closed ended interview questions

1. Closed-ended interview questions
  • “How many years did you work for your last employer?”
  • “Have you ever worked in a different industry?”
  • “What’s the longest you’ve worked for any employer?”
  • “Are you comfortable working remotely or in a hybrid environment?”
  • “Do you prefer working with a team or independently?”

Closed Question Interview

2. How long did you work for your previous employer?

You may receive this question during an interview so a hiring manager can gauge how loyal you were to your previous employer and how much you may have learned from your time there. You can give a brief answer or take the time to expand on your responsibilities if youve yet to cover them during your interview. If you didnt stay at your previous employer for long, you may consider explaining the reason for your brief employment.

Example: “I worked for my previous employer for eight months. I wouldve liked to stay longer, but the company downsized and eliminated my department.”

1. How many years of experience do you have?

Its common for hiring managers to ask you how many years of experience you have in the field. Your answer can help them determine if youre more entry level or if you have enough experience to fulfill the requirements for a more advanced position. An interviewer also asks so they can feel confident in your abilities if they decide to hire you for the position.

Example: “I have five years of relevant experience. Within those five years, Ive assumed many roles that have given me a more comprehensive view of how operations work in this industry. I look forward to learning even more in a new role.”

5. What was your favorite class in college?

Especially if youre a recent graduate, a hiring manager may ask about your classes to understand more about your strengths and interests. The interviewer may expect that your favorite class is related to the position youre applying for, but if its not, then the hiring manager may want to learn more. As with most closed-ended questions, you can provide a brief answer or you can explain your answer.

Example: “My favorite college class was freshman English. Although I didnt pursue a career in a field that would use my knowledge of English literature, I thoroughly enjoyed our required reading and learned a lot in the course.”

This is because having fixed data points like “Yes.”, “No.”, or “1998”, makes it easier to grade or to gather useful information from fixed data points. It’s a lot easier to make a graph or chart with questions like “Do you prefer sunsets or sunrises?” rather than “How do sunsets make you feel?”.

Open-ended questions include those such as “What do you think about putting all the managers on an intranet?” “Please explain how you make a scheduling decision.” “In what ways does the system extend your capability to do tasks that would not be possible otherwise?” Consider the term open-ended. “Open” actually describes the interviewee’s options for responding. They are open. The response can be two words or two paragraphs. Some examples of open-ended questions are shown below.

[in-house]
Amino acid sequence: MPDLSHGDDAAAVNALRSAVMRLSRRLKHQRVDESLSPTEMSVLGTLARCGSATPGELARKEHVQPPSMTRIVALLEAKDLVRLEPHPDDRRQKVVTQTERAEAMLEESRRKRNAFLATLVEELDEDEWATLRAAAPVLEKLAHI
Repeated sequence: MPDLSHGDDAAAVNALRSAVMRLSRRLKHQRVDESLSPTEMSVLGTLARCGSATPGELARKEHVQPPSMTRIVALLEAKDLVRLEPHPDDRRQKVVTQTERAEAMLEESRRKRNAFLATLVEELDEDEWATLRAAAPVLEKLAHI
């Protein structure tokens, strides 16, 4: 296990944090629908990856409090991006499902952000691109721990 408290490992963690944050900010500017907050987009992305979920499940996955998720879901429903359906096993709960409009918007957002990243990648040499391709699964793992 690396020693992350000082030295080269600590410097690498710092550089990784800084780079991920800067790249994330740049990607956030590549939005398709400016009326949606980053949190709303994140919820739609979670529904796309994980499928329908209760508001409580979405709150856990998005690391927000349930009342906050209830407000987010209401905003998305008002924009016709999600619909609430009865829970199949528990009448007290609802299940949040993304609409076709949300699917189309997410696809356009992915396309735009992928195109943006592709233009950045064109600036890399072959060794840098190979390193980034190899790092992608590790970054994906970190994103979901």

A closed question limits the response available to the interviewee. You may be familiar with closed questions through multiple-choice exams in college. You are given a question and five responses, but you are not allowed to write down your own response and still be counted as having correctly answered the question.

A third type of question is the probe or follow-up. The strongest probe is the simplest: the question, “Why?” Other probes are “Can you give me an example of a time you did not find the system trustworthy?” and “Will you elaborate on that for me?” Some examples of probing questions are listed below. The purpose of the probe is to go beyond the initial answer to get more meaning, to clarify, and to draw out and expand on the interviewee’s point. Probes may be either open-ended or closed questions.

Thus, as the interviewer, you must think carefully about the question types you will use. Both open-ended and closed questions have advantages and drawbacks, as shown in the figure below. Notice that choosing one question type over the other actually involves a trade-off; although an open-ended question affords breadth and depth of reply, responses to open-ended questions are difficult to analyze. Attributes of open-ended and closed questions.

The alternative to open-ended questions is found in the other basic question type: closed questions. Such questions are of the basic form “Is it easy to use the current system?” and, “How many subordinates do you have?” The possible responses are closed to the interviewee, because he or she can only reply with a finite number such as “None,” “One,” or “Fifteen.” Some examples of closed questions are listed below.

FAQ

What are the 3 types of closed questions?

Examples of closed-ended questions are:
  • Are you feeling better today?
  • May I use the bathroom?
  • Is the prime rib a special tonight?
  • Should I date him?
  • Will you please do me a favor?
  • Have you already completed your homework?
  • Is that your final answer?
  • Were you planning on becoming a fireman?

What are closed interviews?

Closed-ended questions come in a multitude of forms, including: multiple choice, drop down, checkboxes, and ranking questions. Each question type doesn’t allow the respondent to provide unique or unanticipated answers, but rather, choose from a list of pre-selected options.

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